Entering reporting on an unfamiliar issue or conflict is hard — but engaging the audience in a story mid-telling is something that television writers have faced for years; could we borrow what they’ve learned to help get readers up to speed on news more easily?
You’ve seen it on your favorite television drama. You’ve heard it on Serial. It’s the recap sequence!
For this assignment, I created a “recap sequence” that could be viewed before reading an article about an on-going or developing story. In this case, I started with this piece, “Saudis launch air campaign to defend Yemen government,” published by Al Jazeera on March 25, 2015.
Instead of creating an explainer for just this one story, I opted to try and come up with a way that every story could have a “recap sequence” using just material from the news organization’s archive.
I compiled the contents starting from the original article — published by Al Jazeera on March 25, 2015.
First, I collected all the linked articles (from in text or “related” boxes in the side and bottom margins of the story), pulling linked article data 3 layers deep.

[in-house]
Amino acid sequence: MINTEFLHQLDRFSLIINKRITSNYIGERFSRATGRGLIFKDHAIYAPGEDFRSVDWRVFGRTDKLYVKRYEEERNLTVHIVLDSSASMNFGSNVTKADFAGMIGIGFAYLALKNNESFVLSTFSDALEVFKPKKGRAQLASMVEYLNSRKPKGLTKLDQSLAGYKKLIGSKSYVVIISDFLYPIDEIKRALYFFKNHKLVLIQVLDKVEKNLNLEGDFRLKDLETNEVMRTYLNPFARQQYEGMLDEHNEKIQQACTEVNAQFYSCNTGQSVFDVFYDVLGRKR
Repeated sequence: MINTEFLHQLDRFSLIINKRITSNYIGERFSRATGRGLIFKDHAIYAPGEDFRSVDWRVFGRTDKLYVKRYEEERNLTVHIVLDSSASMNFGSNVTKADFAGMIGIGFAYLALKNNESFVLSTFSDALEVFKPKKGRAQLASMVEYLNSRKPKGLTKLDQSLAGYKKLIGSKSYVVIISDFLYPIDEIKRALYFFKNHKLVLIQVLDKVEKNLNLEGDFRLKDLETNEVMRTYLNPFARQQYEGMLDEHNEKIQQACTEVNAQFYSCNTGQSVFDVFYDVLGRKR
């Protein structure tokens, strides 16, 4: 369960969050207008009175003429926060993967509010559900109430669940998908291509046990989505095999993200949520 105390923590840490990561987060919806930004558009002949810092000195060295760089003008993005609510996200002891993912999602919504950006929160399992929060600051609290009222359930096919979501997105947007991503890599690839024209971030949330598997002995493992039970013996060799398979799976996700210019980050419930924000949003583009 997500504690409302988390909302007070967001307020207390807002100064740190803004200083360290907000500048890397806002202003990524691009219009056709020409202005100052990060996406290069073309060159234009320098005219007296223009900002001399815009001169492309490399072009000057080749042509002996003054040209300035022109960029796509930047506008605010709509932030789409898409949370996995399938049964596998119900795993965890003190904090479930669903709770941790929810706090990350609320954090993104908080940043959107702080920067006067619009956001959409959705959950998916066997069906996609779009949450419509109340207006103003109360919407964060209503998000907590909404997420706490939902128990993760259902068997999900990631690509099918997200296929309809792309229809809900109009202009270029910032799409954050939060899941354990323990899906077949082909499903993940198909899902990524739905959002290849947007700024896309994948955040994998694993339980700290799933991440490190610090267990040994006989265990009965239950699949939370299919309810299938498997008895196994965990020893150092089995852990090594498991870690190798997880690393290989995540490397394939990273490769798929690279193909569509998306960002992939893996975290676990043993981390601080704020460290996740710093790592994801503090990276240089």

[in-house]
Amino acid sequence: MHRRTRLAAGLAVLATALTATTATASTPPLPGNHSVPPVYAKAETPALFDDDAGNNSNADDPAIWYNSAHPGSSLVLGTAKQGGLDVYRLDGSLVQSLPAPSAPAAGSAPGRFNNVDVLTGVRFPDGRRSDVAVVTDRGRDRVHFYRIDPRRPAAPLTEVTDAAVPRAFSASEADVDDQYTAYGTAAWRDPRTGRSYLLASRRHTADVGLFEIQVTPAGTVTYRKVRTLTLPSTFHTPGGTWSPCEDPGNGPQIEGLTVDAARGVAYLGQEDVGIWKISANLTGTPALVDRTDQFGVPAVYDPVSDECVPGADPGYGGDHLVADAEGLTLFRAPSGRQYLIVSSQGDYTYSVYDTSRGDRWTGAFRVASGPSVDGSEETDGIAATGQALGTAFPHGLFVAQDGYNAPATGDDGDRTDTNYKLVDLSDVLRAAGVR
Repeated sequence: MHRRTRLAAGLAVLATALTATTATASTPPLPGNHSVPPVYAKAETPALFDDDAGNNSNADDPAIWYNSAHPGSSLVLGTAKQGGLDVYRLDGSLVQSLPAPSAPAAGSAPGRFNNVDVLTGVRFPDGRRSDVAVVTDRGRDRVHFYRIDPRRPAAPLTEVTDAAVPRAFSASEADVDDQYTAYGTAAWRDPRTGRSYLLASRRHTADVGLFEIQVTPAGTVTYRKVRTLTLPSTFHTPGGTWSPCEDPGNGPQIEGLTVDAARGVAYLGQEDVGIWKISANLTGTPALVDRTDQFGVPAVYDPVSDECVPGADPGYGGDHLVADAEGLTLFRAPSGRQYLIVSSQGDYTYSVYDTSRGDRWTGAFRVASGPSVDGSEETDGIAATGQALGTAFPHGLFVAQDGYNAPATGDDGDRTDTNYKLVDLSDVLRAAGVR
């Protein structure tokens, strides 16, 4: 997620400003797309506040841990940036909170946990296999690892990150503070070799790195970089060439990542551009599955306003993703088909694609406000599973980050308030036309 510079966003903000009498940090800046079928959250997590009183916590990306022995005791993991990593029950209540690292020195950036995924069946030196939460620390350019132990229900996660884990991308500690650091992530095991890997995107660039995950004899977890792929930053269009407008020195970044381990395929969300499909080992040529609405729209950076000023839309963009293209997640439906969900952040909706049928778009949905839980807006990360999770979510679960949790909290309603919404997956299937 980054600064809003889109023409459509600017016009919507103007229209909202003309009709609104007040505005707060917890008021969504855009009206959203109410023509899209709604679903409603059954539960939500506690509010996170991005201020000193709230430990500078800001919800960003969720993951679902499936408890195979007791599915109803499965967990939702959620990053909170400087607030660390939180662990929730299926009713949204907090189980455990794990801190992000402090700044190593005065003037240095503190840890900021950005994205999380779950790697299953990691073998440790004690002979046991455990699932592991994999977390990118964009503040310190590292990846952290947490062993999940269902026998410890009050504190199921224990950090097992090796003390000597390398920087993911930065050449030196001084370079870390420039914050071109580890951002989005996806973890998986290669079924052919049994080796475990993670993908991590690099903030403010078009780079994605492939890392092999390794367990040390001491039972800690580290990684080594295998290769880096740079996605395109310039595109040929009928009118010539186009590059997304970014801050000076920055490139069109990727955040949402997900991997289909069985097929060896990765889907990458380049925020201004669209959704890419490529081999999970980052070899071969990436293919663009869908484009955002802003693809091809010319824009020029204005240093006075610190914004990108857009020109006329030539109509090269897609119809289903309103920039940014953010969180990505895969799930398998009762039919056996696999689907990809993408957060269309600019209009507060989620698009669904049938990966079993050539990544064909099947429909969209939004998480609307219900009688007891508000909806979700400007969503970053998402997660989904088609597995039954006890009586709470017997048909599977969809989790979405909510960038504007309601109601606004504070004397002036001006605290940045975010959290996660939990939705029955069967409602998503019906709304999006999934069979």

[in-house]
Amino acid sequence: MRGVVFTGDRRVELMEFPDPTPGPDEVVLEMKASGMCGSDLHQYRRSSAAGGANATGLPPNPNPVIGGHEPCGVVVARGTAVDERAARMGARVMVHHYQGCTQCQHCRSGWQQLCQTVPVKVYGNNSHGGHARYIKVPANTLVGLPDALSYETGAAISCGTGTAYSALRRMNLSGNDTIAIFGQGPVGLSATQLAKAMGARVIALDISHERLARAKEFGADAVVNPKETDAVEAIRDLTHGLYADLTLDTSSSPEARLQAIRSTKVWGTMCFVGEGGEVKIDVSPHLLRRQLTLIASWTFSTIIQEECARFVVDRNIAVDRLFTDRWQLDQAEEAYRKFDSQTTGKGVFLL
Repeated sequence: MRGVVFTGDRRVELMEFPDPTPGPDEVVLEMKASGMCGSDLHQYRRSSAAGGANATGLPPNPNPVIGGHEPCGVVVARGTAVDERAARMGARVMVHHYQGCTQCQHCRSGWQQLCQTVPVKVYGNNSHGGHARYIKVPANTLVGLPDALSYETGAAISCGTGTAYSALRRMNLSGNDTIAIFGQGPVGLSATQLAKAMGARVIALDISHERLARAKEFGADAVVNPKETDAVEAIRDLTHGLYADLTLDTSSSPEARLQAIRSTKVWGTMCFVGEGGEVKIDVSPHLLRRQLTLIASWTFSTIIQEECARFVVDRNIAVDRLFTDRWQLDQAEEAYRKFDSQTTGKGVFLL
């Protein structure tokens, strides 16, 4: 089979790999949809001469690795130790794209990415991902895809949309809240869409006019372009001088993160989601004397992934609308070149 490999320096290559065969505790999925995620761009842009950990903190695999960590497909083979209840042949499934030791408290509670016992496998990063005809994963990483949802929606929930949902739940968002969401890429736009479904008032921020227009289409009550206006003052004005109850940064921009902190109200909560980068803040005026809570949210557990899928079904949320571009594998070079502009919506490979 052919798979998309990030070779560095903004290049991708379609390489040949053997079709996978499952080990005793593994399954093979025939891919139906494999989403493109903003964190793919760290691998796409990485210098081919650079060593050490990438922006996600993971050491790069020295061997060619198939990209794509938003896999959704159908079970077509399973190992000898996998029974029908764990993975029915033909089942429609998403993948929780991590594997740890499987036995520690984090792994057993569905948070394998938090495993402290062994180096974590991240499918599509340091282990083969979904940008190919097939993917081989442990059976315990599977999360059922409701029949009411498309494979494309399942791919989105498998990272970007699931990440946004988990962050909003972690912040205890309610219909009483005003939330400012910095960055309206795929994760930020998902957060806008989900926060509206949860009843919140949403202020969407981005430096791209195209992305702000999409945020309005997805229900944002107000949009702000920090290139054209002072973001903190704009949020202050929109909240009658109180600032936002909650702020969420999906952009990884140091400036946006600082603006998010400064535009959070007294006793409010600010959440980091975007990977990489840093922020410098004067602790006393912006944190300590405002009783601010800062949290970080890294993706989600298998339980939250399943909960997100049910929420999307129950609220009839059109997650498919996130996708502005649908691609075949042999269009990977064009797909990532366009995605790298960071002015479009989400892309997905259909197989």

Then, I scraped the images, captions, headlines, and deks associated with each link, using import.io and manual cut and paste.
Next, I organized the headlines chronologically.
I created a series of “cards” in a Google Fusion Table to look at the potential material.
I then pulled all the images, headlines, captions, and deks into an Adobe After Effects composition. Each unique piece of text is displayed for 2-3 seconds, in order, with the associated images whenever possible.
I manually excluded a few ‘related’ feature or opinion pieces, but otherwise tried to see if a relatively “autopilot” approach would yield a passable explainer.
My video editing leaves something to be desired, but personally, I thought it was a quick little way to get some background that helped me understand what was happening in the story!
See what you think!